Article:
With the General Assembly a day away from its official start, a new study is projecting a state funding gap as high as $8.5 billion needed to cover wastewater and drinking water projects over the next 20 years. The research from the Indiana Advisory Commission on Intergovernmental Relations says state and local governments could experience annual shortfalls of $326 million to $423 million, if current spending stays where it is.
The report was sponsored by the Indiana Office of Community and Rural Affairs and was prepared by the Indiana University Public Policy Institute, which based the findings on data including self-reporting, surveys and engineering models. It took a year to complete.
State Representative Mike Karickhoff (R-30), chair of the commission, calls the situation a "significant challenge" at the state and local level. "There has been a lot of focus on roads infrastructure funding in the state," he said, "but it’s incredibly important that we are aware of the needs for wastewater and drinking water and take appropriate steps to close this funding gap."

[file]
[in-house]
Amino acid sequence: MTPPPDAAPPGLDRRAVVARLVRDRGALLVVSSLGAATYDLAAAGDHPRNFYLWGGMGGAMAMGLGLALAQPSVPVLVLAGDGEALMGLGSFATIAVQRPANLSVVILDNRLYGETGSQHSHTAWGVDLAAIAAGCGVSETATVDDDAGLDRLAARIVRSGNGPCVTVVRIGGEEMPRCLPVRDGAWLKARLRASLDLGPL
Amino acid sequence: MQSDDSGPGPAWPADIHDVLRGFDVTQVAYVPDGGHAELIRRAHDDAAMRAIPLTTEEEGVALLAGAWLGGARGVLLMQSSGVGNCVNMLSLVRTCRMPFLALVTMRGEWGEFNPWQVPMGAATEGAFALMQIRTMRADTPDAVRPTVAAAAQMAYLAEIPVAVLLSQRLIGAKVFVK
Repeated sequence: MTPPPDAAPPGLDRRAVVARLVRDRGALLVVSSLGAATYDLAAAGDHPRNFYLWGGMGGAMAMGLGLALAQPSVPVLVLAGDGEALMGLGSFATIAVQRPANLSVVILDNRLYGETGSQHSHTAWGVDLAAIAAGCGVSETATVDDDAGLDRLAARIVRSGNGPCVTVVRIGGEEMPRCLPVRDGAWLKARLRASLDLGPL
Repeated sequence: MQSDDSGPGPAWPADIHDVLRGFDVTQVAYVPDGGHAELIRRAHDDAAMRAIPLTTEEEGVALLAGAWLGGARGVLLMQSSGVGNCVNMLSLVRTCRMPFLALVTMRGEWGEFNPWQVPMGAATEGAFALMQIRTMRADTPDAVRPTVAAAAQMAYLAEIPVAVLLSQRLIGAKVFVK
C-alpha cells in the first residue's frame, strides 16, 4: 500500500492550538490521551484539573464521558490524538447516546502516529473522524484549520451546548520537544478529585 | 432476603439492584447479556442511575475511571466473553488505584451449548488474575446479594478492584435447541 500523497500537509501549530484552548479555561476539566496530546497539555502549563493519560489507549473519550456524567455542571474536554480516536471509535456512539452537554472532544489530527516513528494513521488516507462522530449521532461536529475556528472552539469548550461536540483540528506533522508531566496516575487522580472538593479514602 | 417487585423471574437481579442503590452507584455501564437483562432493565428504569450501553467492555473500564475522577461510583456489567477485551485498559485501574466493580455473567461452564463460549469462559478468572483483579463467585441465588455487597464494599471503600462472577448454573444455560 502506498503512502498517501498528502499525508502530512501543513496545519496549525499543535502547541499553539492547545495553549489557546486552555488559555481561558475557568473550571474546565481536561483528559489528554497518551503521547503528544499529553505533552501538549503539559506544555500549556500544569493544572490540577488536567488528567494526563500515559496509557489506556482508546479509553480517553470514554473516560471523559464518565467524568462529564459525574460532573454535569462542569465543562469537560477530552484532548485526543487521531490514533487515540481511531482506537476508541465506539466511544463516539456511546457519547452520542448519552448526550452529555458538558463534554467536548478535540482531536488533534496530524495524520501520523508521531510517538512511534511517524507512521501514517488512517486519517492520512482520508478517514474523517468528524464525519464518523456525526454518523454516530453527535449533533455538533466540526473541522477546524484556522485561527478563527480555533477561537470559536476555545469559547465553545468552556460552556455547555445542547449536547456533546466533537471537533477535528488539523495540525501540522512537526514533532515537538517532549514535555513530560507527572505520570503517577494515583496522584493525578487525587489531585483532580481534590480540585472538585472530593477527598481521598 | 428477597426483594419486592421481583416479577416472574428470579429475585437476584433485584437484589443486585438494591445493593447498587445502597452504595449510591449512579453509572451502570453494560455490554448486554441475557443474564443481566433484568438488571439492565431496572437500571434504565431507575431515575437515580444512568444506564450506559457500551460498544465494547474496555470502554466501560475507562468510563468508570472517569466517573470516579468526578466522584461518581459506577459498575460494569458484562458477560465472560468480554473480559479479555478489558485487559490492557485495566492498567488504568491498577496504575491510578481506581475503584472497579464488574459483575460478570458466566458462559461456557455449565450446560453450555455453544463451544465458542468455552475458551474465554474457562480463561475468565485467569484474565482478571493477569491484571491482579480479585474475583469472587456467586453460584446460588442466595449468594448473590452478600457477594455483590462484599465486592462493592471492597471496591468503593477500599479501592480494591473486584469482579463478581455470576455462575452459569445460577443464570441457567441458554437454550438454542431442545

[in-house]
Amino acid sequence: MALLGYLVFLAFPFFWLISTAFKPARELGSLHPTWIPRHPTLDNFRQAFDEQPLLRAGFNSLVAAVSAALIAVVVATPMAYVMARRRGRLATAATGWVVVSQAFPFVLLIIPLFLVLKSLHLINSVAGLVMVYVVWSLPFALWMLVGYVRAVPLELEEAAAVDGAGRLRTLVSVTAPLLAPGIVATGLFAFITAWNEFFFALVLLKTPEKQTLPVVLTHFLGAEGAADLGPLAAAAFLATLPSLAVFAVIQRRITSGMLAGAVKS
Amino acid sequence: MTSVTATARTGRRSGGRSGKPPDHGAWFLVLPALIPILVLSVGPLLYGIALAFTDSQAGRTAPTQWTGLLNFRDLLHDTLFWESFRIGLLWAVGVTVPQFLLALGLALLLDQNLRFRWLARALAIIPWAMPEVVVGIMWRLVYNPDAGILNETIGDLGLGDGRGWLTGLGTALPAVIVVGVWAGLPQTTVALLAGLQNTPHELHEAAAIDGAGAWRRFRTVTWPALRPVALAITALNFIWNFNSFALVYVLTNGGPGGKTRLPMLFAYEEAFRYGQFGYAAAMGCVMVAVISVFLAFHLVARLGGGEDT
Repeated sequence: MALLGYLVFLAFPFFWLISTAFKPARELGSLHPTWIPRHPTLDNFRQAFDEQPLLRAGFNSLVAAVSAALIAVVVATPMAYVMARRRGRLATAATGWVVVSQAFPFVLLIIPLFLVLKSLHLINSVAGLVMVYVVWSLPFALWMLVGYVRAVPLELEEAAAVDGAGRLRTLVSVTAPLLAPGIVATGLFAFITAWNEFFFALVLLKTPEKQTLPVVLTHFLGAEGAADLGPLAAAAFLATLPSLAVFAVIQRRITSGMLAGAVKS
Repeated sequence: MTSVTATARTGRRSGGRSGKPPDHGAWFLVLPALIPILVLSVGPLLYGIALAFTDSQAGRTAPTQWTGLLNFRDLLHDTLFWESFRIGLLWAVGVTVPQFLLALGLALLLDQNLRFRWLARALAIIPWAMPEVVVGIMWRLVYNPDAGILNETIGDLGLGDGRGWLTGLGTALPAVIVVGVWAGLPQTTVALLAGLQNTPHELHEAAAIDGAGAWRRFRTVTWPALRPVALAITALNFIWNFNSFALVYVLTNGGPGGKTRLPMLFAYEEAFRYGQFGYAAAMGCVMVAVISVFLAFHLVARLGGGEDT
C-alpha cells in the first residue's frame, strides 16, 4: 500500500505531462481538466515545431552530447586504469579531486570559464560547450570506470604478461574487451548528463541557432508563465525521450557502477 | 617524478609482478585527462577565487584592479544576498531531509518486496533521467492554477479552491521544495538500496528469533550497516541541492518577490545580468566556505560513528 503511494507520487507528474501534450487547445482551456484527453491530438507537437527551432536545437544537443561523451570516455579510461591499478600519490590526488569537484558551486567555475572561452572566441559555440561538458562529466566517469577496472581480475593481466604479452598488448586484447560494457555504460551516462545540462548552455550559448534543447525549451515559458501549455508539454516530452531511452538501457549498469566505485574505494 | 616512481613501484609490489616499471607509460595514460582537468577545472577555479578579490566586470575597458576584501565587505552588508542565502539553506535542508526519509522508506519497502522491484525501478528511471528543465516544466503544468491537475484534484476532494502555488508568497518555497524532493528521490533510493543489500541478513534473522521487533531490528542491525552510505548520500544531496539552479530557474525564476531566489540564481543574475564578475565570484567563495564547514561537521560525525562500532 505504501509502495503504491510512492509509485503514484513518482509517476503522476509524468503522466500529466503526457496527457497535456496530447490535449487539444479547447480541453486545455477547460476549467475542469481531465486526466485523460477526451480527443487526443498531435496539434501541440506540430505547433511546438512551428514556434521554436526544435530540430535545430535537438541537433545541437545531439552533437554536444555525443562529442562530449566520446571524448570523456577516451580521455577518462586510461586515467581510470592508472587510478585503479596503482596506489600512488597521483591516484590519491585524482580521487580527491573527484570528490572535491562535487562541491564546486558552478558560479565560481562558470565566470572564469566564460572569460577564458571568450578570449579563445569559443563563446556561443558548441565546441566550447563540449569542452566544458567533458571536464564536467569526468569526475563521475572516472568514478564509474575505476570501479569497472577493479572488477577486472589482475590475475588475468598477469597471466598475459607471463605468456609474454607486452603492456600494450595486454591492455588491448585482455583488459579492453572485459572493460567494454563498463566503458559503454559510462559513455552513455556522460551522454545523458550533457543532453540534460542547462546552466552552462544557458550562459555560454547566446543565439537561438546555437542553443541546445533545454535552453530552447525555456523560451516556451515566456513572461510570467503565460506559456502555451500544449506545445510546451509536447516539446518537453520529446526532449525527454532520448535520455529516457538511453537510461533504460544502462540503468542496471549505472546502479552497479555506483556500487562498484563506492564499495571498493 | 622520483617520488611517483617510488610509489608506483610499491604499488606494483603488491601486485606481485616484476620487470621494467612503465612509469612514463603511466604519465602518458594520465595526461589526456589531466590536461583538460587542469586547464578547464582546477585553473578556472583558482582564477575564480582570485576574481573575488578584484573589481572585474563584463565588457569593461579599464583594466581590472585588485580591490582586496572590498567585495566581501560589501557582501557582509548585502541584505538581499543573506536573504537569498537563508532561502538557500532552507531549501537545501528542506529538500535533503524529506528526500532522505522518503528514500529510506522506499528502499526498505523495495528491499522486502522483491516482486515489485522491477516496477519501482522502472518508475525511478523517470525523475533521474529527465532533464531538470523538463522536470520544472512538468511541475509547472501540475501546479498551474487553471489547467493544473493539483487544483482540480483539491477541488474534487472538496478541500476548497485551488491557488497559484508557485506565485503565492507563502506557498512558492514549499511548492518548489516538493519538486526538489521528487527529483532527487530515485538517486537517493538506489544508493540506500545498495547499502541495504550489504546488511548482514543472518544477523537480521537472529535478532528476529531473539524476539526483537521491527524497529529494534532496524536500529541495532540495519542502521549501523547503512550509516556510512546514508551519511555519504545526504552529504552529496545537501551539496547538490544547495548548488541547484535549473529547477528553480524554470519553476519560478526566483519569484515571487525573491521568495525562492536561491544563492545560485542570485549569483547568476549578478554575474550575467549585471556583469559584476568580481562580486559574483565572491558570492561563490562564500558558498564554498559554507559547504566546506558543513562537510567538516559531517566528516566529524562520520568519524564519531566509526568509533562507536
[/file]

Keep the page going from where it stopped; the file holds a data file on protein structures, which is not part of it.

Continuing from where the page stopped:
"Financial Needs for Water and Wastewater Infrastructure in Indiana (2015-2034)" suggests Indiana will need to spend between $15.6 billion and $17.5 billion to meet infrastructure needs that include combined sewer overflows, wastewater, septic systems, storm water conveyance and management and drinking water in all 92 counties.
The estimates in the report, which was prepared by the Indiana University Public Policy Institute, are based on self-reporting, surveys, engineering models and other data depending on the type of infrastructure. The yearlong study was sponsored by the commission and the Indiana Office of Community and Rural Affairs.
Organization Day, the official kickoff of the legislative session, is set for Tuesday, November 22.
You can connect to more details on the report by clicking here.